• Kumar N.
      • Ramakrishnan S.A.
      • Lopez K.G.
      • et al.
      Can polyether ether ketone dethrone titanium as the choice implant material for metastatic spine tumor surgery?.
      The results of stress magnitude were calculated according to the von Mises criteria (MPa) for sectioned models. The maximum principal stress criteria were used to investigate the tensile stress distribution in brittle materials (zirconia implants and lithium disilicate crowns). The microstrain (με) criteria were used to investigate the behavior of the cortical and cancellous bone tissues. The maximum microstrain values are shown in Table 2. Bone type identification followed the classification described by Misch
      • Misch Carl E.
      Dental implant prosthetics-E-book.
      according to the bone density: dense cortical bone (D1), porous cortical and coarse cancellous bone (D2), porous cortical bone (thin) and fine cancellous bone (D3), and fine cancellous bone (D4). To evidence the effect of the implant design, the bone strain was calculated based on the Wolff Law and bone's structural adaptation to mechanical usage.
      • Frost H.M.
      Wolff's law and bone's structural adaptations to mechanical usage: an overview for clinicians.
      Table 1Mechanical properties of materials and structures simulated


      Material/Structure
      Elastic Modulus (GPa)Poisson Ratio (v)
      Titanium
      • Brånemark P.I.
      • Adell R.
      • Breine U.
      • Hansson B.O.
      • Lindström J.
      • Ohlsson A.
      Intra-osseous anchorage of dental prostheses. I. Experimental studies.
      1100.3
      Zirconia
      • Van Oers R.F.
      • Feilzer A.J.
      Abutment-to-fixture load transfer and peri-implant bone stress.
      2000.3
      Lithium disilicate
      • Sadowsky S.J.
      Occlusal overload with dental implants: a review.
      82.30.22
      Resin cement
      • Fu J.H.
      • Wang H.L.
      Breaking the wave of peri-implantitis.
      70.28
      Cortical bone D1
      • Onclin P.
      • Slot W.
      • Vissink A.
      • Raghoebar G.M.
      • Meijer H.J.A.
      Incidence of peri-implant mucositis and peri-implantitis in patients with a maxillary overdenture: A sub-analysis of two prospective studies with a 10-year follow-up period.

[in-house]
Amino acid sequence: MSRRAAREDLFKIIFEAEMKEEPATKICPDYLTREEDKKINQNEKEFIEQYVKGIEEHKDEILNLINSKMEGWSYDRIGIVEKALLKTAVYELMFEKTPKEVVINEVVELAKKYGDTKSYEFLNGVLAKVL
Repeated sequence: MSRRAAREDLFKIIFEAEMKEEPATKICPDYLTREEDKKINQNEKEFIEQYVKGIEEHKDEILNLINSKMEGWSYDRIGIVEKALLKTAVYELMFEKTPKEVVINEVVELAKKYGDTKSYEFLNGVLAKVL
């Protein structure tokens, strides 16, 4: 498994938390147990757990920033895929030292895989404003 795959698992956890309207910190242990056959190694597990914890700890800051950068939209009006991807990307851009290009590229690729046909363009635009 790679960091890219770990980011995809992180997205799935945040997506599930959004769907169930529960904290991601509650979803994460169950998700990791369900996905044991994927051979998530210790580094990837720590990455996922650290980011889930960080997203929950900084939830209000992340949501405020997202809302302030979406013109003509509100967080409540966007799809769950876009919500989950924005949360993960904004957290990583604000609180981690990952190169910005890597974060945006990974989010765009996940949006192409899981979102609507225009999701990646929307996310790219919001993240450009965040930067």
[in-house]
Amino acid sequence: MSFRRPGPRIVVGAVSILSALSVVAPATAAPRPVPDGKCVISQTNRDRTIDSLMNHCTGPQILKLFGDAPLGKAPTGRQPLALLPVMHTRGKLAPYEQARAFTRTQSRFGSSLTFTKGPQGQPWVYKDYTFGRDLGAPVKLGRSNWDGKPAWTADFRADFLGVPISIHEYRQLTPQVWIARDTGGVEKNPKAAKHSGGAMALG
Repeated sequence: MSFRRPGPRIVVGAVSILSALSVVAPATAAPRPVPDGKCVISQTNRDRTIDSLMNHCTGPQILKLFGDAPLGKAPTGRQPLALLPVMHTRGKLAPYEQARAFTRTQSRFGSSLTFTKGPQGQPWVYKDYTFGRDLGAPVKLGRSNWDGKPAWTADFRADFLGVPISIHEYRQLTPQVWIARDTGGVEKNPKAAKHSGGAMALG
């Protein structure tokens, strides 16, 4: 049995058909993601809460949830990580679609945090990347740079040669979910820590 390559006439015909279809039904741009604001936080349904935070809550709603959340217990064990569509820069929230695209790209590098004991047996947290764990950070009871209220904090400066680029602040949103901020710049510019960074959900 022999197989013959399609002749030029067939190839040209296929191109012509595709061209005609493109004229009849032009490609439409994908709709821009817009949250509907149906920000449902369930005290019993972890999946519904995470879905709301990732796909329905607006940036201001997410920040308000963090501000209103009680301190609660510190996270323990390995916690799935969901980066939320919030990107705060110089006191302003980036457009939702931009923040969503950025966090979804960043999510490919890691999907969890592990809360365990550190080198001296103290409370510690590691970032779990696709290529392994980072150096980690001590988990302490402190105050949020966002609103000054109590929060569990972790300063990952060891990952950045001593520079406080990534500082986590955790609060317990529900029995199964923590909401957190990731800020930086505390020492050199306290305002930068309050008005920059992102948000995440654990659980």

130.3
      Cortical bone D2
      • Onclin P.
      • Slot W.
      • Vissink A.
      • Raghoebar G.M.
      • Meijer H.J.A.
      Incidence of peri-implant mucositis and peri-implantitis in patients with a maxillary overdenture: A sub-analysis of two prospective studies with a 10-year follow-up period.
      130.3
      Cortical bone D3
      • Onclin P.
      • Slot W.
      • Vissink A.
      • Raghoebar G.M.
      • Meijer H.J.A.
      Incidence of peri-implant mucositis and peri-implantitis in patients with a maxillary overdenture: A sub-analysis of two prospective studies with a 10-year follow-up period.
      130.3
      Cortical bone D4
      • Onclin P.
      • Slot W.
      • Vissink A.
      • Raghoebar G.M.
      • Meijer H.J.A.
      Incidence of peri-implant mucositis and peri-implantitis in patients with a maxillary overdenture: A sub-analysis of two prospective studies with a 10-year follow-up period.
      130.3
      Trabecular bone D1
      • Onclin P.
      • Slot W.
      • Vissink A.
      • Raghoebar G.M.
      • Meijer H.J.A.
      Incidence of peri-implant mucositis and peri-implantitis in patients with a maxillary overdenture: A sub-analysis of two prospective studies with a 10-year follow-up period.
      9.50.3
      Trabecular bone D2
      • Onclin P.
      • Slot W.
      • Vissink A.
      • Raghoebar G.M.
      • Meijer H.J.A.
      Incidence of peri-implant mucositis and peri-implantitis in patients with a maxillary overdenture: A sub-analysis of two prospective studies with a 10-year follow-up period.
      5.50.3
      Trabecular bone D3